The problem with the NRA is that they say they need guns to fight off tyranny but essentially define tyranny as not having guns.
  • Re:Mass hysteria (Score:1, Insightful)

    by konquererz (915002) <konquererz@gmail.com> on Friday June 29, 2007 @12:30PM (#19690275)
    I think that the problem does lie with complacency, just no in the same fashion that you speak. People make money and buy cool stuff. They get enthralled with whats on TV, knee deep in World of Warcraft, and basically enjoy their life. People do not stand up to "tyranny" or "challenge the system" as long as their every day existence is not interrupted. In other words, it doesn't truly effect them. While they watch fight club, there is no noticeable impact on their life by anything that the RIAA, or any other company does. My father rarely gets on a computer, he cares nothing for all this "illegal" downloading deal thats been going on for so long. As long as peoples way of life in general doesn't change, no one will care enough to get up and do something.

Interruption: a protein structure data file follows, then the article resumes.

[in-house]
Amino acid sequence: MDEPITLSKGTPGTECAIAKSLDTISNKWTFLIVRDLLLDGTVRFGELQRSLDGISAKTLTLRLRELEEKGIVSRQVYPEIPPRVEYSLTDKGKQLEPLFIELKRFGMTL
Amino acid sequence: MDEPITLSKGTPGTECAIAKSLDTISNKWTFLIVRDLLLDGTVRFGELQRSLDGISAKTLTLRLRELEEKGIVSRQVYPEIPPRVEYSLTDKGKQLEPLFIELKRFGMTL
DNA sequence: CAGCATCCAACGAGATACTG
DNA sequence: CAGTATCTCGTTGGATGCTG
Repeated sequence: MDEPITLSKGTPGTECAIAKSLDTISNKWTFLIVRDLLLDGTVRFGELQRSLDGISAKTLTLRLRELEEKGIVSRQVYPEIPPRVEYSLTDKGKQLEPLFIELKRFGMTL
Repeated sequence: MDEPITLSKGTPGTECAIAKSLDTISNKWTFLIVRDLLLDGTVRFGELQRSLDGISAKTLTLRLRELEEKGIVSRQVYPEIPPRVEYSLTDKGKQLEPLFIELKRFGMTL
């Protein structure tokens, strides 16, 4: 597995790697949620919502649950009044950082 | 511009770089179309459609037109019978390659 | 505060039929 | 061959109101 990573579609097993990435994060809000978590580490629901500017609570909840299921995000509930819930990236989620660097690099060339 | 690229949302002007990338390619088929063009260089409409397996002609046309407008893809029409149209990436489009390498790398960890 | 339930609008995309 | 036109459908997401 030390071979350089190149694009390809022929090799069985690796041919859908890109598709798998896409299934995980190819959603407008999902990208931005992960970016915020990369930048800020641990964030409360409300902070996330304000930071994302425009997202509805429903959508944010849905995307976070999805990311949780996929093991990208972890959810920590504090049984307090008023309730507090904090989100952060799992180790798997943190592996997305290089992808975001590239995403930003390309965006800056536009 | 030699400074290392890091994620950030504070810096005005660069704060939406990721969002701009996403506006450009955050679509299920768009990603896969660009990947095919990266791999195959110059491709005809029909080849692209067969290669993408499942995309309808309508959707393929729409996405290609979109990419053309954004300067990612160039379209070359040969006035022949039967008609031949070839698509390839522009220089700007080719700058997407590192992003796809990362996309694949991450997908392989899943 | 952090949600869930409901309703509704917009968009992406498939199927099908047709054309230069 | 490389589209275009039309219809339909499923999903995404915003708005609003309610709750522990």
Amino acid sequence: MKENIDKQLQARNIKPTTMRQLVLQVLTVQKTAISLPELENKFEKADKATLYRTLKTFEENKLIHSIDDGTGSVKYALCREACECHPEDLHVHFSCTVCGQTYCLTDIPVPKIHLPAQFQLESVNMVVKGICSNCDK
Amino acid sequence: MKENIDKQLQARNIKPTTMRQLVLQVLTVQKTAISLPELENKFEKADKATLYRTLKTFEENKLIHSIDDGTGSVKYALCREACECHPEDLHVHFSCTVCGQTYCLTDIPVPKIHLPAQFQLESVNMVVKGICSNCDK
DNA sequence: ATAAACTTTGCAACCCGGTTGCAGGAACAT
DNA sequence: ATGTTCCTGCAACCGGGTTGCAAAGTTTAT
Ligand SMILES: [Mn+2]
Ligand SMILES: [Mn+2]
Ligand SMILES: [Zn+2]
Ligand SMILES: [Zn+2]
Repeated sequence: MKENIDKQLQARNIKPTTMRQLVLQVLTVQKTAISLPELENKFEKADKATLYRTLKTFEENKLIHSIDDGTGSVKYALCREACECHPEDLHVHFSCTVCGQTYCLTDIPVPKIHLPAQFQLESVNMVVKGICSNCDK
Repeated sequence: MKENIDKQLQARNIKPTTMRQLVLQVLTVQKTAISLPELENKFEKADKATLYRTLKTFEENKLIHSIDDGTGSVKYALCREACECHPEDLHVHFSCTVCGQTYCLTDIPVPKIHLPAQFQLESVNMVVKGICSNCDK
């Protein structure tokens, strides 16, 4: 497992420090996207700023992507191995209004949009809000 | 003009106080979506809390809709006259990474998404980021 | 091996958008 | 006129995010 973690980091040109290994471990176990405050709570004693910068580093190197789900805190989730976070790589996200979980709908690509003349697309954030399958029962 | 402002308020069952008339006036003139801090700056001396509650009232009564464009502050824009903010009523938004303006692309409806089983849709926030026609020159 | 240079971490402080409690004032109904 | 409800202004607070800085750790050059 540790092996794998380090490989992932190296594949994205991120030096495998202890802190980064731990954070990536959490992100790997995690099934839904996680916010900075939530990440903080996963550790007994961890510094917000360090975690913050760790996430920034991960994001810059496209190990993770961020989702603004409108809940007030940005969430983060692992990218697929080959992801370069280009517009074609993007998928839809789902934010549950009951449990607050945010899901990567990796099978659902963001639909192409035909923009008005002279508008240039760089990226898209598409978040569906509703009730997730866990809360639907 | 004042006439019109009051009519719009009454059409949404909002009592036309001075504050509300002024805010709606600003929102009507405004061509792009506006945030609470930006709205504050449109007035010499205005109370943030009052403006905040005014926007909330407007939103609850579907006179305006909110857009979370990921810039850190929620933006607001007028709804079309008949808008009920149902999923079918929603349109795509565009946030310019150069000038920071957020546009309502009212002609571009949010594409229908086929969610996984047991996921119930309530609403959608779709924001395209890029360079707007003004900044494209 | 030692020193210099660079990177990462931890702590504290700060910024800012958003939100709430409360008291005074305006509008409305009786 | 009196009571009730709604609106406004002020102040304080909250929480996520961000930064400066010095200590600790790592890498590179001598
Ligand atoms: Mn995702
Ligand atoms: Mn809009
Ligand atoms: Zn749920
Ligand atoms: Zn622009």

• by Anonymous Coward on Friday June 29, 2007 @12:55PM (#19690613)
    Note that each of these MS "agreements" are cash-positive to the open source side. Also note that neither MS nor the open source company gets anything of tremendous value. The MS patents are unspecified, of dubious enforceability, and the "protection" is limited. The only real threat from open source is to give away functionality that matches or exceeds what MS is selling. Even with the agreements, the threats to both sides remain pretty much the same.